Understanding Humio’s Data Sources

I just had a great question on our Slack channel today, and thought I’d write up a small blog on how to deal with ingest performance.

When data arrives in Humio, it comes associated with a number of tags. These are distinguished values #tag=value, which are used to guide and optimize how data is stored and searched, and as such your use and management of tags impacts both ingest speed and query performance.

You can specify tags e.g. in your filebeat configuration, when you create an endpoint to receive data on, tags can be created based on the contents of the log line.

Ingest & Search

As data arrives at a Humio, it is internaly split into ‘data sources’. A data source is identified by the unique combination of tags. So e.g.,#type=accesslog,#host=prod01 is a seperate data source from #type=accesslog,#host=prod02.

When issuing a query that contains tags, say #type=accesslog, Humio will only search the data sources that match this tag. As such, tags are paramount for query perforance because they let you limit what data to scan through.

Each data source’s ingest is processed sequentially, on one machine in your Humio cluster. For each data source, Humio collects logs in a work-in-progress buffer of ~1MB. Whenever that WIP buffer is full, we compress it and flush to disk, appending the block to a segment file. Each data source has its own directory, containing the segment files that make up its log data.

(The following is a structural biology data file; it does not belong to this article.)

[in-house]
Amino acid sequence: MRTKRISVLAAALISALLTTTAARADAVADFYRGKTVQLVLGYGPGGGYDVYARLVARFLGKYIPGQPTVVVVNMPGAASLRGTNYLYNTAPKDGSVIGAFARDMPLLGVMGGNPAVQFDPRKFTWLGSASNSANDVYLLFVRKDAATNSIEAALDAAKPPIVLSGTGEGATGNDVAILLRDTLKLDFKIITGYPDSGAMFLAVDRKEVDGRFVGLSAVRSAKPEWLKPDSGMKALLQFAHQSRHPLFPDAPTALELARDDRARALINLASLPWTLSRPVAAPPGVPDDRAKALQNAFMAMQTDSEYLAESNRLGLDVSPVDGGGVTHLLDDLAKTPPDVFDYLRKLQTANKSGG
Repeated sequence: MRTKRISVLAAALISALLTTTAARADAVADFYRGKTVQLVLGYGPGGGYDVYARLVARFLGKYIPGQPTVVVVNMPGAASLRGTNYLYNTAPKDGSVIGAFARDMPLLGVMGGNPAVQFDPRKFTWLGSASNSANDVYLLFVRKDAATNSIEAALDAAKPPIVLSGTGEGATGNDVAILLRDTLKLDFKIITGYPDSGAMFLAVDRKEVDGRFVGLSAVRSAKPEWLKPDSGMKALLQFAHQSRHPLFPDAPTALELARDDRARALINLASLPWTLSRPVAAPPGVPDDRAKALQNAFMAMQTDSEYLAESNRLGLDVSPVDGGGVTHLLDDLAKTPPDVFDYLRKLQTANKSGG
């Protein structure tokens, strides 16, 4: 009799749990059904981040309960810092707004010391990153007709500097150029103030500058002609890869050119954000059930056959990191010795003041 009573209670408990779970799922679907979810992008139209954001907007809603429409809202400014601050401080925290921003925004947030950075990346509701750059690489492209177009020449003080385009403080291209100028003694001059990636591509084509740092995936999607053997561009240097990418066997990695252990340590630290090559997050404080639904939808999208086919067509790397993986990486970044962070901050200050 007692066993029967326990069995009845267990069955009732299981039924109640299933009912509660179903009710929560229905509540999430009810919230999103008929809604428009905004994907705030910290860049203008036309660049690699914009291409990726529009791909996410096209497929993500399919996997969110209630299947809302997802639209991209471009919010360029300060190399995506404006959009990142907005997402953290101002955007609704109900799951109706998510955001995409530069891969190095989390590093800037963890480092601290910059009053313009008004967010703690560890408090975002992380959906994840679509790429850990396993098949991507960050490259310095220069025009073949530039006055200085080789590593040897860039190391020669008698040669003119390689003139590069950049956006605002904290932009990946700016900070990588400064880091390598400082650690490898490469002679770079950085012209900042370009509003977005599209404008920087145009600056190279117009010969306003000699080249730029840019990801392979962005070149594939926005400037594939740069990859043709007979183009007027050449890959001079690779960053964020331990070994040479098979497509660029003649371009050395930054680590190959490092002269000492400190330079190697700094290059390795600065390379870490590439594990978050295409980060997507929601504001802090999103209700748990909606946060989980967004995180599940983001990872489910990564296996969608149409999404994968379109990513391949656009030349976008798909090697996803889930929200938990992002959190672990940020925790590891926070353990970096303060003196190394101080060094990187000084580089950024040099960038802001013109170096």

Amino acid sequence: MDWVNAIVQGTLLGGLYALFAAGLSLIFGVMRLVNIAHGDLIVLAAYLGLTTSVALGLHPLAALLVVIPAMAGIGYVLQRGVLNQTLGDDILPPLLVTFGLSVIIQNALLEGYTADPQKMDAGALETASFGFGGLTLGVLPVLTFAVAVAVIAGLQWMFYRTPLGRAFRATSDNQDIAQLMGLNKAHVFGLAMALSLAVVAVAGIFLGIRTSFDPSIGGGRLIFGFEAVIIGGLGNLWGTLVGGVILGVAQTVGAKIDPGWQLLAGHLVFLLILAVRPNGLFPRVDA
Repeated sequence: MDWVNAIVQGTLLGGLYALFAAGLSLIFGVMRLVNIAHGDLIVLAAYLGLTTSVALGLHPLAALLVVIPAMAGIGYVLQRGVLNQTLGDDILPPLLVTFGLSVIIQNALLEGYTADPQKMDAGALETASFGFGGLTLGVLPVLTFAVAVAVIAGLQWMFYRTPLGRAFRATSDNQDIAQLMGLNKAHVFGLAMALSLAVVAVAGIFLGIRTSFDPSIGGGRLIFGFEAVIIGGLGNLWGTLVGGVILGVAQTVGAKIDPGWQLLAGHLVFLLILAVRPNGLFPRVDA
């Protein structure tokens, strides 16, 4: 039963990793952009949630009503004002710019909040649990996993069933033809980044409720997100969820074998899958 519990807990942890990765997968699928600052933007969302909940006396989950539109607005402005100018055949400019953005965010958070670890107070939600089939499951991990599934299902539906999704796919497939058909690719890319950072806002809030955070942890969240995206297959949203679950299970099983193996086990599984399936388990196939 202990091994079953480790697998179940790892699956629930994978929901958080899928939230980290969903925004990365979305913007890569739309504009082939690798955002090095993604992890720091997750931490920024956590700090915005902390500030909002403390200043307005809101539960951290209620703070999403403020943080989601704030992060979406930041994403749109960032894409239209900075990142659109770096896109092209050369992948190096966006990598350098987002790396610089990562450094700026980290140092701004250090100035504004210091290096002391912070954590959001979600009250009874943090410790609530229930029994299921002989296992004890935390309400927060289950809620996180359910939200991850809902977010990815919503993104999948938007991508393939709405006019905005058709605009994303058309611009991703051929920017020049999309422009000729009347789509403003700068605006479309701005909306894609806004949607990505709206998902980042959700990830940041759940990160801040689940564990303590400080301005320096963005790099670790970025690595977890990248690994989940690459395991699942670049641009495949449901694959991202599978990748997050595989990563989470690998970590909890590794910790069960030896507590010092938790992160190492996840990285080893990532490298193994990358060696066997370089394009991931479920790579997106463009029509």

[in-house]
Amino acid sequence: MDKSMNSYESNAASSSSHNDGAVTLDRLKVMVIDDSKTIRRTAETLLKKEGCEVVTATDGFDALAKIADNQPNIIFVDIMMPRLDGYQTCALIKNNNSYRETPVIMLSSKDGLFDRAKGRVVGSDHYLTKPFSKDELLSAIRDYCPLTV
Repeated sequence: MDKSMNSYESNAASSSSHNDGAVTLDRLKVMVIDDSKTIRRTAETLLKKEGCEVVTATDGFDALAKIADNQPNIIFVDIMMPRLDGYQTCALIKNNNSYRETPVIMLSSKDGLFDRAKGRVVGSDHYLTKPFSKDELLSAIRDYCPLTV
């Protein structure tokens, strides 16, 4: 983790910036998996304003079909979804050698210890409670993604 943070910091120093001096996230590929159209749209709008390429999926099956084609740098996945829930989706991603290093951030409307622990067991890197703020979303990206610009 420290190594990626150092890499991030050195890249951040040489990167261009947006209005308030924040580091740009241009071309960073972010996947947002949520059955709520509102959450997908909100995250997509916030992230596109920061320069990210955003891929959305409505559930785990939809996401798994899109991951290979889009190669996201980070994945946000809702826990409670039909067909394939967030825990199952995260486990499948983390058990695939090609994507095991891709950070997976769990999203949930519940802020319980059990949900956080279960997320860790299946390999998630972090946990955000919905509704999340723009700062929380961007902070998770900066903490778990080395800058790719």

All of this is nice and simple and contributed to making the implementaion of Humio relatively simple and efficient, which is good for many reasons.

However, there are three situations that pose challenges:

  • If a data source is receiving too much data to be able to process it sequentially (typically around 10.000 events/sec). If we didn’t do anything about this, then Humio would not be able to follow the ingest load.
  • If a data source is too slow, then it creates very small blocks which are not efficient for I/O purposes.
  • If there are too many distinct combinations of tags, we get too many data sources, using too many 1MB WIP-buffers, and too many directories which may push the limits of the file system.

The following describe how we deal with these situations.

High Velocity Data Sources

Dealing with high-velocity data sources is fortunately relatively simple: create more. We do this by monitoring the ingest load for each data source, and if it reaches a high water mark, then we simply split it by adding a random tag to it such as#humioAutoShard=0 or #humioAutoShard=1 thereby artifically splitting the data source in two, and increasing the ingest capacity by parallelizing the ingest processing. This automatically doubles up to 128 distinct auto shards, currently limiting us to ~1M events/sec on a single data source.

You can review the currently assighed autos harding by issuing a GET to /api/v1/dataspaces/$DATASPACE/datasources/$DATASOURCE/autosharding. You can see the data source ID’s in the UI under data space settings, it’s a long UUID.